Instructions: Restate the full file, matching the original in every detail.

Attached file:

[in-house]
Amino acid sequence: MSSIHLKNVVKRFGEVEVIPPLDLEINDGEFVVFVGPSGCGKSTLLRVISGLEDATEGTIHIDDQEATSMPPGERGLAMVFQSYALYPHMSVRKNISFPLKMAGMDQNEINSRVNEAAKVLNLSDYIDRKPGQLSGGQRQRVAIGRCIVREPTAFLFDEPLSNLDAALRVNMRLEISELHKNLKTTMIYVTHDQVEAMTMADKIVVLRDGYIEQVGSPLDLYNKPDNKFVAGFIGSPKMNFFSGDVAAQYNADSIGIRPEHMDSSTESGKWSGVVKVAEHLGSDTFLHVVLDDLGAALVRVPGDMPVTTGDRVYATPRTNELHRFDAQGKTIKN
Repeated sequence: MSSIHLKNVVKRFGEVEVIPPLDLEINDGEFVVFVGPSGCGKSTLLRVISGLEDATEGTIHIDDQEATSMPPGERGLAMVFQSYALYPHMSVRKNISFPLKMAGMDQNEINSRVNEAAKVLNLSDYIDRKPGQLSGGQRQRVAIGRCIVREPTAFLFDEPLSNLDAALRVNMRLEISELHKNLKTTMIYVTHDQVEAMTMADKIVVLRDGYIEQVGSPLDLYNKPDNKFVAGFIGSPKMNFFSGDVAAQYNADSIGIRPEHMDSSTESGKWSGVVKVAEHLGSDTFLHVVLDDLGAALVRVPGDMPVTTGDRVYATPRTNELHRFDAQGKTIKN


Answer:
[in-house]
Amino acid sequence: MSSIHLKNVVKRFGEVEVIPPLDLEINDGEFVVFVGPSGCGKSTLLRVISGLEDATEGTIHIDDQEATSMPPGERGLAMVFQSYALYPHMSVRKNISFPLKMAGMDQNEINSRVNEAAKVLNLSDYIDRKPGQLSGGQRQRVAIGRCIVREPTAFLFDEPLSNLDAALRVNMRLEISELHKNLKTTMIYVTHDQVEAMTMADKIVVLRDGYIEQVGSPLDLYNKPDNKFVAGFIGSPKMNFFSGDVAAQYNADSIGIRPEHMDSSTESGKWSGVVKVAEHLGSDTFLHVVLDDLGAALVRVPGDMPVTTGDRVYATPRTNELHRFDAQGKTIKN
Repeated sequence: MSSIHLKNVVKRFGEVEVIPPLDLEINDGEFVVFVGPSGCGKSTLLRVISGLEDATEGTIHIDDQEATSMPPGERGLAMVFQSYALYPHMSVRKNISFPLKMAGMDQNEINSRVNEAAKVLNLSDYIDRKPGQLSGGQRQRVAIGRCIVREPTAFLFDEPLSNLDAALRVNMRLEISELHKNLKTTMIYVTHDQVEAMTMADKIVVLRDGYIEQVGSPLDLYNKPDNKFVAGFIGSPKMNFFSGDVAAQYNADSIGIRPEHMDSSTESGKWSGVVKVAEHLGSDTFLHVVLDDLGAALVRVPGDMPVTTGDRVYATPRTNELHRFDAQGKTIKN